Non-white Jews Often Overlooked
I appreciated Manishtana’s piece, “The ‘Jewface’ Debate About Casting Non-Jews as Jews Betrays an Ashkenazi Bias” (Oct. 21), which sheds light on Ashkenormativity. Ashkenazic
Jews tend to forget that there are many Jews in the world who are not white.
I’m a playwright, and when my play, “A Modest Suggestion,” opened in New York, one critic asked why we didn’t cast a Jew in the Jewish role. The role was, in fact, played by a Jew of Middle Eastern descent.
I’m a Yemenite Jew, and I can’t tell you how many family functions I’ve attended in which relatives turn to my Ashkenazic wife and ask if I’m Jewish, even though I’m typically a more observant Jew than the person asking. I’ve also had many horrible experiences of walking into an Ashkenazic shul holding a tallis bag, only to be asked by security, “Can I help you?”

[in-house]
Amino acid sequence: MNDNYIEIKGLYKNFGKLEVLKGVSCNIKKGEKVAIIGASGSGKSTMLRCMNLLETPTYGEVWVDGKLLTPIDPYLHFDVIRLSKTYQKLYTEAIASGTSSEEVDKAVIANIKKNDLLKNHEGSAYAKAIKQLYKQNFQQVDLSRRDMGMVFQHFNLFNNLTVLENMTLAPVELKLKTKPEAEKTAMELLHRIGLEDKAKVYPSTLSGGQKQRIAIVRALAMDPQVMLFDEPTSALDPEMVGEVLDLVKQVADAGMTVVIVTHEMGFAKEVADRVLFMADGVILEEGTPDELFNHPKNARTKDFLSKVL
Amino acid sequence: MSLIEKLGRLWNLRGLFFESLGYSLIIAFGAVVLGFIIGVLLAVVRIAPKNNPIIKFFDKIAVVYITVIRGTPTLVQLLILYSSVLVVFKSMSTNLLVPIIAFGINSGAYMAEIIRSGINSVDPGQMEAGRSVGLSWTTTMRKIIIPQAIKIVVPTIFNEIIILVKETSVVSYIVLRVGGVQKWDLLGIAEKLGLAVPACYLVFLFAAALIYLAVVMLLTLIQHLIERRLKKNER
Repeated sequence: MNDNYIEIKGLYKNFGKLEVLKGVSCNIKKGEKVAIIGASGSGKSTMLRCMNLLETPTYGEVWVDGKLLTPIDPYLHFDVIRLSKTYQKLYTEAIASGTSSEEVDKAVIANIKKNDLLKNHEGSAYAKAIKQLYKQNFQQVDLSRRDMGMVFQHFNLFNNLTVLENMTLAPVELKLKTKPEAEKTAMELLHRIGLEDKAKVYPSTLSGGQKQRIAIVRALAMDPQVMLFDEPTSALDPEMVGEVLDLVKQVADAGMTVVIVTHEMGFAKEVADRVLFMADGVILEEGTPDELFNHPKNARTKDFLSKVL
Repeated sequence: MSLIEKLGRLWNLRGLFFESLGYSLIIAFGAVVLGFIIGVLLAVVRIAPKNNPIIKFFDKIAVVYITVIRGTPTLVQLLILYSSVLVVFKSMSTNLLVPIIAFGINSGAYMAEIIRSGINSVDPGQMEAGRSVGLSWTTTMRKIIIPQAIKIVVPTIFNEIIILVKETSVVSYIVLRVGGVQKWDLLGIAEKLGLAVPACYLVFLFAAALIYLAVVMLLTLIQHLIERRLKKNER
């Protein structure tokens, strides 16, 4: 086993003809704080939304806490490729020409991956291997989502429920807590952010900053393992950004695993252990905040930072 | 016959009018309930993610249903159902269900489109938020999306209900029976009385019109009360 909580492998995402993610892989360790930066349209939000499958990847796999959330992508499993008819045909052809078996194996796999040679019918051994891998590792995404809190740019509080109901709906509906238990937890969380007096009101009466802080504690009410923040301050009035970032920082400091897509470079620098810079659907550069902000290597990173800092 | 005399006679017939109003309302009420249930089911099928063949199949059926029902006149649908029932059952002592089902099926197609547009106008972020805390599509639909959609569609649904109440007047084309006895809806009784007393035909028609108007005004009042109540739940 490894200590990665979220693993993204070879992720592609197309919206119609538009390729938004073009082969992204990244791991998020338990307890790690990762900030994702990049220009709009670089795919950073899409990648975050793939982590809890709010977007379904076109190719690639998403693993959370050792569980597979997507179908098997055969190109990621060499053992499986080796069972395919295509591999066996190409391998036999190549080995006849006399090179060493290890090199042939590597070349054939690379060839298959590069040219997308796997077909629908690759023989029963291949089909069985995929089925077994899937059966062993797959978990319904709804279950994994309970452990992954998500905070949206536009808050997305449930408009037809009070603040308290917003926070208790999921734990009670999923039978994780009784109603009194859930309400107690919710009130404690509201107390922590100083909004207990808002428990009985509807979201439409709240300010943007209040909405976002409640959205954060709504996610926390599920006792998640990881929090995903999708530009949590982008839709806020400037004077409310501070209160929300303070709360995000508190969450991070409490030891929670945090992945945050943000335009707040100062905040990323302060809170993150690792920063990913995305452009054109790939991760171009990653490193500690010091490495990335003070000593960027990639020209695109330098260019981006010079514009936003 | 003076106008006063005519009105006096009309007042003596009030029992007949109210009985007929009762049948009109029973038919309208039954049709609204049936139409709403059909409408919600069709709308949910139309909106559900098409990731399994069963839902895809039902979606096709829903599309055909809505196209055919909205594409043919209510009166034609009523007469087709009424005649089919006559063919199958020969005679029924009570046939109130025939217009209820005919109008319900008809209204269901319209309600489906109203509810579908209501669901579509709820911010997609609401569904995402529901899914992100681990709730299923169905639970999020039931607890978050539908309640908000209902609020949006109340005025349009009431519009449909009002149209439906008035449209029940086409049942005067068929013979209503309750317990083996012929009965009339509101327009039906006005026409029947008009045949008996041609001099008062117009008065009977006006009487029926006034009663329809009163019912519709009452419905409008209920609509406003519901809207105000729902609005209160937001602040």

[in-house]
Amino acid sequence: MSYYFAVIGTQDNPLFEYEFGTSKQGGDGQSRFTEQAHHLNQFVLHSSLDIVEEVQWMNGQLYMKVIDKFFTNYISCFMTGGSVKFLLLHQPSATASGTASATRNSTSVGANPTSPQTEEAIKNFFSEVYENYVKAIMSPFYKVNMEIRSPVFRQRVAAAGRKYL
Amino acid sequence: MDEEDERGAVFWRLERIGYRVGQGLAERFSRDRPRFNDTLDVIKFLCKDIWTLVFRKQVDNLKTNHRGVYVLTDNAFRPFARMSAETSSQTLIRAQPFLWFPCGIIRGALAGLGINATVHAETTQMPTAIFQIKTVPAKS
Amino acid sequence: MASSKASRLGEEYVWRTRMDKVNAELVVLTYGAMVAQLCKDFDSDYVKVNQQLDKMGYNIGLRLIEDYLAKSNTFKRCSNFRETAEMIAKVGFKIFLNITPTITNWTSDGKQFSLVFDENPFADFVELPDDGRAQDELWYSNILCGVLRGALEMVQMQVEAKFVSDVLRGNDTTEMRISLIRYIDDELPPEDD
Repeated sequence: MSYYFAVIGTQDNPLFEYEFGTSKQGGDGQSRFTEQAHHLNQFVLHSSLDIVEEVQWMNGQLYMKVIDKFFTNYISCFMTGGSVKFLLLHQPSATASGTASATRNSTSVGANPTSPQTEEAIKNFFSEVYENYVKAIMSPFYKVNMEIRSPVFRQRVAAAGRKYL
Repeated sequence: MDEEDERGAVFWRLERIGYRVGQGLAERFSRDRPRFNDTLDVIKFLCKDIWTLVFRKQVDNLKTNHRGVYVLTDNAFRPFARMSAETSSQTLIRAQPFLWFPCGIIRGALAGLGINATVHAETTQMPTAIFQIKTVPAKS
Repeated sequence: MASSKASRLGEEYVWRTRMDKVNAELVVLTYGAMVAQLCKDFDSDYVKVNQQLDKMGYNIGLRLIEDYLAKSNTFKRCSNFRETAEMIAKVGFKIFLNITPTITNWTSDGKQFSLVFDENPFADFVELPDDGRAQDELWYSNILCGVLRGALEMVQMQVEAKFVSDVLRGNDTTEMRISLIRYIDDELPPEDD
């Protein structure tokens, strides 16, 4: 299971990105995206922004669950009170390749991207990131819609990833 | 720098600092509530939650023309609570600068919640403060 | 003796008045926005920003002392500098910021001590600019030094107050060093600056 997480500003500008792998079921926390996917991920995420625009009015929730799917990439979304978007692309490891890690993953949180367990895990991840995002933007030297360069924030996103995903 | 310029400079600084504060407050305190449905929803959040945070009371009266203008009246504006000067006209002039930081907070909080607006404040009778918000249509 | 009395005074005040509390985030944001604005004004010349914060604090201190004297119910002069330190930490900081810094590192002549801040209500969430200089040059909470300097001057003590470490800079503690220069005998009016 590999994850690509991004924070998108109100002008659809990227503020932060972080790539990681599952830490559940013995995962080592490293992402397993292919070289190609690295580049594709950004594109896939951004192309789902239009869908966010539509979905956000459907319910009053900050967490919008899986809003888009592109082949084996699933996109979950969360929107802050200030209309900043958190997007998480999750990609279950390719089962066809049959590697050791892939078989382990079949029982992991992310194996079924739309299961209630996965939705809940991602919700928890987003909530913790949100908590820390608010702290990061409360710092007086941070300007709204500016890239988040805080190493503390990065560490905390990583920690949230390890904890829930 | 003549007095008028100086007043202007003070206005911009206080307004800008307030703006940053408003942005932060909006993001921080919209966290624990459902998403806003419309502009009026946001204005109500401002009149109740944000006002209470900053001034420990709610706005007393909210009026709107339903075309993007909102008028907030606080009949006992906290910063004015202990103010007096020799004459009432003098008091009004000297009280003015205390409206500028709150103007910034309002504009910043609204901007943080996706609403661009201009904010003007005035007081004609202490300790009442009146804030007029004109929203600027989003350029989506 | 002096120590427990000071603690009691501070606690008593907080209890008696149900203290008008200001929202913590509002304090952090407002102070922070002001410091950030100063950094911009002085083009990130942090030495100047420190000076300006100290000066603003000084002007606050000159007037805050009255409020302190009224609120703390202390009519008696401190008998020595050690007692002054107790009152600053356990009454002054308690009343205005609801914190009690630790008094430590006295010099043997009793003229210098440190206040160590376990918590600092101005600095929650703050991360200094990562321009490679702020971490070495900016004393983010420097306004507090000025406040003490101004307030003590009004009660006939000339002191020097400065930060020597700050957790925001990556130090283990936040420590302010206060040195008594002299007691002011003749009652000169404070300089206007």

Ashkenazic Jews would do well to remember that Judaism was not born in Europe, and their white skin makes the authenticity of their Jewishness just as dubious as anyone else’s.
Ken Kaissar | Yardley
Not So Fast
Manishtana’s piece on the “Jewface” debate (“The ‘Jewface’ Debate About Casting Non-Jews as Jews Betrays an Ashkenazi Bias,” Oct. 21) quoted comedienne Sarah Silverman as saying: “if the Jewish character (portrayed in a Hollywood film) is courageous or deserves love, she is never played by a Jew. Ever!”
The actress Rachel Weisz, who is Jewish and whose parents are both Jewish, portrayed Emory Professor Deborah Lipstadt in the 2016 award-winning film “Denial.” In the film, Lipstadt, who had courageously singled out David Irving as a “dangerous spokesperson for Holocaust denial” in her 1993 book “Holocaust Denial,” successfully defends herself in a trial against Irving’s accusations of libel and defamation.
Jerry Stern | Merion Station